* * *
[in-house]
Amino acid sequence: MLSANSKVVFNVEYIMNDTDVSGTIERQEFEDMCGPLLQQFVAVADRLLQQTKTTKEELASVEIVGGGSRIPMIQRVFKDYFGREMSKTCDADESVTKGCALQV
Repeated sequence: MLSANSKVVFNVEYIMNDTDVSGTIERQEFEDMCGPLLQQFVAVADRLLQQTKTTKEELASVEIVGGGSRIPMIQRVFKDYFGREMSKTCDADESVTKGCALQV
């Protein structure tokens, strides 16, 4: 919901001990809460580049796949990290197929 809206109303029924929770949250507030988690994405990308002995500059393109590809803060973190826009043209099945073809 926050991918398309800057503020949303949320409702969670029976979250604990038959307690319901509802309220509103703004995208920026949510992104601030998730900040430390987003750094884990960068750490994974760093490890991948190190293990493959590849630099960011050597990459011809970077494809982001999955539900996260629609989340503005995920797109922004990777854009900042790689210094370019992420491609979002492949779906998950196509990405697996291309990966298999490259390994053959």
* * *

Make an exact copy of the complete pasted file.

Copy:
[in-house]
Amino acid sequence: MLSANSKVVFNVEYIMNDTDVSGTIERQEFEDMCGPLLQQFVAVADRLLQQTKTTKEELASVEIVGGGSRIPMIQRVFKDYFGREMSKTCDADESVTKGCALQV
Repeated sequence: MLSANSKVVFNVEYIMNDTDVSGTIERQEFEDMCGPLLQQFVAVADRLLQQTKTTKEELASVEIVGGGSRIPMIQRVFKDYFGREMSKTCDADESVTKGCALQV
């Protein structure tokens, strides 16, 4: 919901001990809460580049796949990290197929 809206109303029924929770949250507030988690994405990308002995500059393109590809803060973190826009043209099945073809 926050991918398309800057503020949303949320409702969670029976979250604990038959307690319901509802309220509103703004995208920026949510992104601030998730900040430390987003750094884990960068750490994974760093490890991948190190293990493959590849630099960011050597990459011809970077494809982001999955539900996260629609989340503005995920797109922004990777854009900042790689210094370019992420491609979002492949779906998950196509990405697996291309990966298999490259390994053959």